June 22nd, 1771 AD (search for this): chapter 24
ties. Too many flatter themselves that their pusillanimity is true prudence; but in perilous times like these, I cannot conceive of prudence without fortitude. Compare Samuel Adams to James Warren of Plymouth, 25 March, 1771. He persever- Chap. XLVII.} 1771. June. ed; but John Adams retired from the service of the people, and devoting himself to his profession, John Adams: Works, II. 260, 301, 302. for a time ceased even to employ his pen in their defence. John Adams: Diary, June 22, 1771. Otis who had returned to the Legislature, disordered in mind, and jealous of his declining influence, did but impede the public cause. In Hancock, also, vanity so mingled with patriotism, that the Government hoped to separate him from its uncompromising opponents. Hutchinson to,——, 5 June, 1771. The Assembly which for the third year was convened at Cambridge, overruled the advice of Samuel Adams, and was proceeding with business. Yet it adopted the Protest in which he drew the
October 9th, 1771 AD (search for this): chapter 24
its maturity, to awaken a sufficient number in the colonies to so grand an undertaking. Nothing, however, should be despaired of. We have nothing, he continued, to rely upon but the interposition of our friends in Britain, of which I have no expectation, or the last Appeal. Ultima ratio. Samuel Adams' Papers. Letter to Arthur Lee, 27 Sept. 1777, from the draft. Compare in Hutchinson's Papers, III. 236, letter of 30 Sept, 1771. Hutchinson's Papers, III. 242, 243 and 233, letters of 9 Oct. 1771. The tragedy of American freedom is Oct. nearly completed. A tyranny seems to be at the very door. They who lie under oppression deserve what they suffer; let them perish with their oppressors. Could millions be enslaved if all possessed the independent spirit of Brutus, who to his immortal honor, expelled the tyrant of Rome, and his royal Chap. XLVII.} 1771. Oct. and rebellious race? The liberties of our country are worth defending at all hazards. If we should suffer them to be w
May 8th, 1772 AD (search for this): chapter 24
nd Dudingston referred the subject to the Admiral. The Admiral answered from Boston: The Lieutenant, Sir, has done his duty. I shall give the King's officers directions, that they send every man taken in molesting them to me. As sure as the people of Newport attempt to rescue any vessel, and any of them Compare W. S. Johnson to R. Jackson, 30 May, 1772. are taken, I will hang them as pirates. Montagu to J. Wanton, Esq., Boston, 8 April, 1772. J. Wanton to Rear Admiral Montagu, 8 May, 1772. Dudings- Chap. XLVII.} 1772. June. ton seconded the insolence of his superior officer, insulted the inhabitants, plundered the islands of sheep and hogs, cut down trees, fired at market boats, detained vessels without a colorable pretext, and made illegal seizures of goods of which the recovery cost more than they were worth Gov. Wanton to Sec. of State, 16 June, 1772. Statements of Darius Sessions and Chief Justice Hopkins to Chief Justice Horsmanden in January, 1773. On the n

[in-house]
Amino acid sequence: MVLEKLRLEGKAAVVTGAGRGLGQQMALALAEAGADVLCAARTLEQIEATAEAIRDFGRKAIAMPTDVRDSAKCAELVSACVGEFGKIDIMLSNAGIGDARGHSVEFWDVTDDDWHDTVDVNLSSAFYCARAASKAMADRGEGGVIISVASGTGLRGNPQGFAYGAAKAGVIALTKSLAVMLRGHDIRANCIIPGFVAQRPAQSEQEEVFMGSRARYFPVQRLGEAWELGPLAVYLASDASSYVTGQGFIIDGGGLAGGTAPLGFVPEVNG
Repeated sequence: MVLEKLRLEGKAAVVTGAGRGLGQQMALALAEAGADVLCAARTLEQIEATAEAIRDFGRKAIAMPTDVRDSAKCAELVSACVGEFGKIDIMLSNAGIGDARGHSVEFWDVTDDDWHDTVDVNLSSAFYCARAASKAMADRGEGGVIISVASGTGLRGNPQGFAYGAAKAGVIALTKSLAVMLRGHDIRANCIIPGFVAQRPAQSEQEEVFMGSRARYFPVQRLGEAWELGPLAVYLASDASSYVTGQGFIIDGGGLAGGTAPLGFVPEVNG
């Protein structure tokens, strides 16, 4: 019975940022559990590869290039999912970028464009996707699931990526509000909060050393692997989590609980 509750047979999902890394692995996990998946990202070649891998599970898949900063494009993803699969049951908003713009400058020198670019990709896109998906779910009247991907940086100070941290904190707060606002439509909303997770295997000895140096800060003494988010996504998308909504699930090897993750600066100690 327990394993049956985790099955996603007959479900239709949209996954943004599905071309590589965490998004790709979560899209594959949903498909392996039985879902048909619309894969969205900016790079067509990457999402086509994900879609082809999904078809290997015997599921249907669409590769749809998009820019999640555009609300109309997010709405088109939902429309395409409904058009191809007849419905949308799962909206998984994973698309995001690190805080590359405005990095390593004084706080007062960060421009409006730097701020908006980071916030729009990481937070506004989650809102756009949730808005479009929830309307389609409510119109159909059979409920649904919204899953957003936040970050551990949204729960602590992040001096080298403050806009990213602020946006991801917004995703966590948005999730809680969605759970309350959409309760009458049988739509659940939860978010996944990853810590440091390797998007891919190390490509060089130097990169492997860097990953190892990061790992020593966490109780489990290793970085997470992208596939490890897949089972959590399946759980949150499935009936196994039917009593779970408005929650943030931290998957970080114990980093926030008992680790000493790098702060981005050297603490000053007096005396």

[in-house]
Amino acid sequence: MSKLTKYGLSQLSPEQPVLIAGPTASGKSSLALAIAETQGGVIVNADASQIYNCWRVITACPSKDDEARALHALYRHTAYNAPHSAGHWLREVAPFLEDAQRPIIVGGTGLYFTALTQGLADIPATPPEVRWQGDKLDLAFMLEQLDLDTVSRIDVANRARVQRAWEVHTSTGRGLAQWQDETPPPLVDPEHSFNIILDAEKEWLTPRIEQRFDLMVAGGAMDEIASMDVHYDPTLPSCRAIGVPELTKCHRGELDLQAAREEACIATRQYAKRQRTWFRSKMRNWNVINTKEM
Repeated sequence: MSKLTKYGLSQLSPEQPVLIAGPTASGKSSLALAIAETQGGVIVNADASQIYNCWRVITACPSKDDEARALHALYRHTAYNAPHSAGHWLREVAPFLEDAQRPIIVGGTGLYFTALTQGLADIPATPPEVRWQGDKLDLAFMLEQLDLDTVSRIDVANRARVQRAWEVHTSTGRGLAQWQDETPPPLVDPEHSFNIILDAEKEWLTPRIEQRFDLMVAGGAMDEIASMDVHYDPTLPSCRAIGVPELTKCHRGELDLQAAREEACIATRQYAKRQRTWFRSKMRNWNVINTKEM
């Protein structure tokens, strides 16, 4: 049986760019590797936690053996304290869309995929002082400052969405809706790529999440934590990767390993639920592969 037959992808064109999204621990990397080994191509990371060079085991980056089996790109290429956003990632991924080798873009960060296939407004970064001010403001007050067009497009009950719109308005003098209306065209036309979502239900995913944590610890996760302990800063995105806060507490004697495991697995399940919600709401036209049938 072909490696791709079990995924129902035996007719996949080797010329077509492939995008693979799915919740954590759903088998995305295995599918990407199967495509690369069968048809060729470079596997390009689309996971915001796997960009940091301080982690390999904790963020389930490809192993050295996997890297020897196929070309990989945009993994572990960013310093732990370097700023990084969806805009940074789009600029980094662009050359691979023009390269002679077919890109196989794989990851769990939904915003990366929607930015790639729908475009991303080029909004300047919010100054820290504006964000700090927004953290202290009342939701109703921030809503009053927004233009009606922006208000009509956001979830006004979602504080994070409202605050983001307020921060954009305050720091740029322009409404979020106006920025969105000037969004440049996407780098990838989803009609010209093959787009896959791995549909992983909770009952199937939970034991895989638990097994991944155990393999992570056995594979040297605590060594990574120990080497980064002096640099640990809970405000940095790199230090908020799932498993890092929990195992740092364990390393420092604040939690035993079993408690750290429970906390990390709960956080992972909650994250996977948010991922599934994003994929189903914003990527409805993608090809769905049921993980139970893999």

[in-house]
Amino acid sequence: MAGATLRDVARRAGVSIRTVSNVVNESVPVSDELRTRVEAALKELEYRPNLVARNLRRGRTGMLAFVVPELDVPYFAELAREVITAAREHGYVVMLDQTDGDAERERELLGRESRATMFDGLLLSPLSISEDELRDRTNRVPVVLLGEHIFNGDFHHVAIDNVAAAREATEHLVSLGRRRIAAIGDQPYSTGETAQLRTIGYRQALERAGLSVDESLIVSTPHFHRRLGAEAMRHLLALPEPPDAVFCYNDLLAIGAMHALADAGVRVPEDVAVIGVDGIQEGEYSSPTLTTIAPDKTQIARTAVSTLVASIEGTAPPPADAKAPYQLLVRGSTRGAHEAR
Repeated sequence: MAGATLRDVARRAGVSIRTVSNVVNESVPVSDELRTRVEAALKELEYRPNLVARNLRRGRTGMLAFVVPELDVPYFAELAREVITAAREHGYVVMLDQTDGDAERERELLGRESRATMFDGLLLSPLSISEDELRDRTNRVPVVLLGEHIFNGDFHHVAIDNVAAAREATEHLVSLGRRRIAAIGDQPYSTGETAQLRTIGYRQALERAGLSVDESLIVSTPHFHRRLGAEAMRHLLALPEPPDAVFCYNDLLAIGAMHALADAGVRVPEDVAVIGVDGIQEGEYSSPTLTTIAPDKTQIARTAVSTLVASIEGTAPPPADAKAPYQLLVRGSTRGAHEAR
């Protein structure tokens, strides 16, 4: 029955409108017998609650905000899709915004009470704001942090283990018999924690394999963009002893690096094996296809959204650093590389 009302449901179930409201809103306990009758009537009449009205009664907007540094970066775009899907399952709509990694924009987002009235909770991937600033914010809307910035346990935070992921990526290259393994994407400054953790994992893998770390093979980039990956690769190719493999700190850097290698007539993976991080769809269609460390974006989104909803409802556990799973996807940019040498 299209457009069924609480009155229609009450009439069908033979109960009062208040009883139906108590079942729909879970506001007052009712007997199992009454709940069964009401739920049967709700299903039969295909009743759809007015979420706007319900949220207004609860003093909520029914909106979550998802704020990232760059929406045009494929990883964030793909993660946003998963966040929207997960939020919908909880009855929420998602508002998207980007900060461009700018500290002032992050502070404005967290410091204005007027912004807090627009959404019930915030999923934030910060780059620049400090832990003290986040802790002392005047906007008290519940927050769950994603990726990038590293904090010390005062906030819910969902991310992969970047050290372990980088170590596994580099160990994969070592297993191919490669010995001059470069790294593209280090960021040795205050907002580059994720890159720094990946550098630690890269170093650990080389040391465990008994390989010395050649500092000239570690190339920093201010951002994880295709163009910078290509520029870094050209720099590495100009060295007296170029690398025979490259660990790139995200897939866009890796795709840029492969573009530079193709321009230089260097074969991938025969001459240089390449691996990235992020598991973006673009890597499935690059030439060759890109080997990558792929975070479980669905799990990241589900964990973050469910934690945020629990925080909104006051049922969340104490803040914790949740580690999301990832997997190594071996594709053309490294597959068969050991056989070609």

August 17th, 1772 AD (search for this): chapter 24
f the Crown, was selected as the crisis Chap. XLVII.} 1772. Aug. of revolution. Meantime Hillsborough was left with few supporters except the herd of flatterers who had soothed his vanity, and by their misrepresentations made him subservient to their selfishness. The King, having become convinced that he had weakened the respect of the Colonies for a royal Govern ment, was weary of him; his colleagues disliked him, and conspired to drive him into retirement. Franklin to his Son, 17 August, 1772. The occasion was at hand. Franklin had negotiated with the Treasury for a grant to a Company of about twenty-three millions of acres of land, south of the Ohio and west of the Alleghanies; Hillsborough, from the fear that men in the backwoods would be too independent, opposed the project. De Guines, French Ambassador, to Aiguillon, 11 August, 1772. Franklin persuaded Hertford, a friend of the King's, Gower the President of the Council, Camden, the Secretaries of the Treasury, W.
February 28th, 1771 AD (search for this): chapter 24
egislature of Massachusetts to exempt the Commissioners from taxation, or the tax bill should be negatived; while Gage was enjoined to attend to the security of the fortress in Boston harbor. In Georgia, Noble Wimberly Jones, a man of exemplary life and character, had been elected Speaker. Wright, who reported him to be a very strong Liberty Boy, would not consent to the choice; and the House voted the interference a breach of their privileges. Sir James Wright to Hillsborough, 28 February, 1771. Hillsborough had censur- Chap. XLVII.} 1771. Dec. ed their unwarrantable and inconsistent arrogance. 2 Hillsborough to Sir James Wright, 4 May, 1771. He now directed the Governor to put his negative upon any person whom they should next elect for Speaker, and to dissolve the Assembly in case they should question the right of such negative. Hillsborough to Habersham, 4 Dec. 1771, and 7 August, 1772. The affections of South Carolina were still more 1772. Jan. thoroughly alie